Getting known in your community as a person is probably more important than getting known as a real estate agent, especially when you’re starting out in the business. Of course, you want people to know that you’re an agent, and you want to be front-of-mind when an acquaintance of yours decides to buy or sell a home. If that’s going to happen, you need to be known outside of your career. This will help you develop strong client relationships in the first 12 months of your career—and beyond.
Judy Chace, broker/owner at Mott & Chace Sotheby’s International Realty (Providence, Rhode Island), says that the key to building client relationships in your real estate career is not necessarily about stressing your professional excellence. You’ll want to build your reputation as an honest broker who represents clients effectively and gets deals done—but before you can do that, you need to get known as a person.
Real estate is a people business
“The buildings you work with are the end product,” Chace says, “but real estate is 100 percent a people business. Whom you build relationships with will depend to some extent on your specialty. Mine is the luxury second home market, which means I’m working with discretionary purchases. But if you’re selling primary residences to people with school-age children, your circle of relationships will be different, and bigger.
“When you’re starting out in the business, start with the people you have relationships with already: parents from your children’s school, people from church, people with whom you share a sport or a hobby. Tell them you’re in the business and ask them to pass the word to their friends. The idea is to build concentric circles.”
Modern-day methods for building strong client relationships
In previous generations, Chace says, beginning agents could initiate client relationships simply by knocking on doors or making phone calls to say, “Your home is beautiful; if you ever decide to sell, please call me.” That’s not so easy today, because of “do not call” lists, because of higher security-consciousness, and because social media has become so dominant.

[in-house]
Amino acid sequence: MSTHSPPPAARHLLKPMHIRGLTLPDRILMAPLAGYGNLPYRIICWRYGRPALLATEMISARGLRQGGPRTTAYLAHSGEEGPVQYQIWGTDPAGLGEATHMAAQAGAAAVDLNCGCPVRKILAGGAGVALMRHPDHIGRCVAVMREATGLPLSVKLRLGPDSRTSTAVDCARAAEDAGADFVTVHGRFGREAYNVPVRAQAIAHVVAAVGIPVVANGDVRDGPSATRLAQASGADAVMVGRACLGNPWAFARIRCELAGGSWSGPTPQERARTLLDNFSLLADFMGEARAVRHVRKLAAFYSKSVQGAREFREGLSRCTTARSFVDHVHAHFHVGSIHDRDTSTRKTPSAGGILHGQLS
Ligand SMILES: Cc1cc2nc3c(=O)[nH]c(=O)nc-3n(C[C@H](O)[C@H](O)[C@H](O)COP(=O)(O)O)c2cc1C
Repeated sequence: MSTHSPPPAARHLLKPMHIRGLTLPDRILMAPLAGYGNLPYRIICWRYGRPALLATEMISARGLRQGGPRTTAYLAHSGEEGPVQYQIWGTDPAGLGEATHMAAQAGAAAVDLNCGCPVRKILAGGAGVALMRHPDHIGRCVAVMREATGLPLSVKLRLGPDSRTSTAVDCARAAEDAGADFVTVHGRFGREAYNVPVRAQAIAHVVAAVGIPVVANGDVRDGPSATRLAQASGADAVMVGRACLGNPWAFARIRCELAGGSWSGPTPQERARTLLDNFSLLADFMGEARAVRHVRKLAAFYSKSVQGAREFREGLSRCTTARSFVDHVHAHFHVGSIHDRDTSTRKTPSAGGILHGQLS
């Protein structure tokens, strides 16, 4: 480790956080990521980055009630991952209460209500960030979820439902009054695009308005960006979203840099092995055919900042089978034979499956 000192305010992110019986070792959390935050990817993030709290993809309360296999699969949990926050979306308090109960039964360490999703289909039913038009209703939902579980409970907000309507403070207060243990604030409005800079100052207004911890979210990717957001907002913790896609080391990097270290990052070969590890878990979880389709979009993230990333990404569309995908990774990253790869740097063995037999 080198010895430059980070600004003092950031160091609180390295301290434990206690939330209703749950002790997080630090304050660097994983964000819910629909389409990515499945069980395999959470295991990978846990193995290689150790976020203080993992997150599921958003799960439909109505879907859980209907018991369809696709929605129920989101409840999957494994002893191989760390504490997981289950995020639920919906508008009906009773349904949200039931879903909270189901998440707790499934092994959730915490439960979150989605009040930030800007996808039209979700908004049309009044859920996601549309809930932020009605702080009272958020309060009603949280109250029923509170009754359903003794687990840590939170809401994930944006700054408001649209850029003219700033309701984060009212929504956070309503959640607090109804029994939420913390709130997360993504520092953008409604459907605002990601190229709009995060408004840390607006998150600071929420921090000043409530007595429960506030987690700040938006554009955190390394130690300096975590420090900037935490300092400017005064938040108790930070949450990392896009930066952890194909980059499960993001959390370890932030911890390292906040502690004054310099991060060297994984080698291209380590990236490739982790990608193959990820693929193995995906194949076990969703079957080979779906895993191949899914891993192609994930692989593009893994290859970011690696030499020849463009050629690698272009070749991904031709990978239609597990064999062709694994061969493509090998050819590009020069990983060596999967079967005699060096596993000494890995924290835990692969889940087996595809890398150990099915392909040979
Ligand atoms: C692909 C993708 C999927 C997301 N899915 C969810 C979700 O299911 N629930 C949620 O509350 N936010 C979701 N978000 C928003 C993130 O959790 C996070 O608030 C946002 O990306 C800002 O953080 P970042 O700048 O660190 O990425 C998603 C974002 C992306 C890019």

Young people entering the real estate market or looking to buy their first home spend a lot of time on Facebook, Instagram, and other social media venues, Chace says, and they will get to know you through your social media interactions.
Make yourself available on these channels, Chace urges. And be willing to talk about real estate outside of normal working hours, because that’s when your clients may want to talk.
“However you choose to network,” she says, “you don’t want to just show your listings. You have to let people know who you are, let them get to know you through your shared interests.”
Chase goes on to warn, “Be careful of politics. You don’t want people not to work with you because of your opinions.”
How to increase your profile
Chace suggests the following options for increasing your profile and building potential client relationships:
- Join service clubs such as Rotary, Lions, Elks, Kiwanis.
- Participate in school activities if you have school-age children.
- Involve yourself in church or synagogue if you’re religious.
- Support the local arts scene (community theatre, musical groups, art exhibits).
- If you have hobbies or special interests, join or form clubs of like-minded people.
The deals will come to you, Chace concludes, if you put yourself out there not just as an agent, but as a useful and likable member of your community. Of course, you have to seek out business—but the seeking will be all the easier if you’re already among friends.
Article by Joseph Dobrian. Joseph Dobrian has been writing about commercial and residential real estate, and real estate-related finance, for more than 30 years. His by-line has appeared in The Wall Street Journal, The New York Times, The New Yorker, Real Estate Forum, Journal of Property Management, and many other publications. He is also a noted novelist, essayist, and translator. His website is www.josephdobrian.com, and he can be contacted at firstname.lastname@example.org.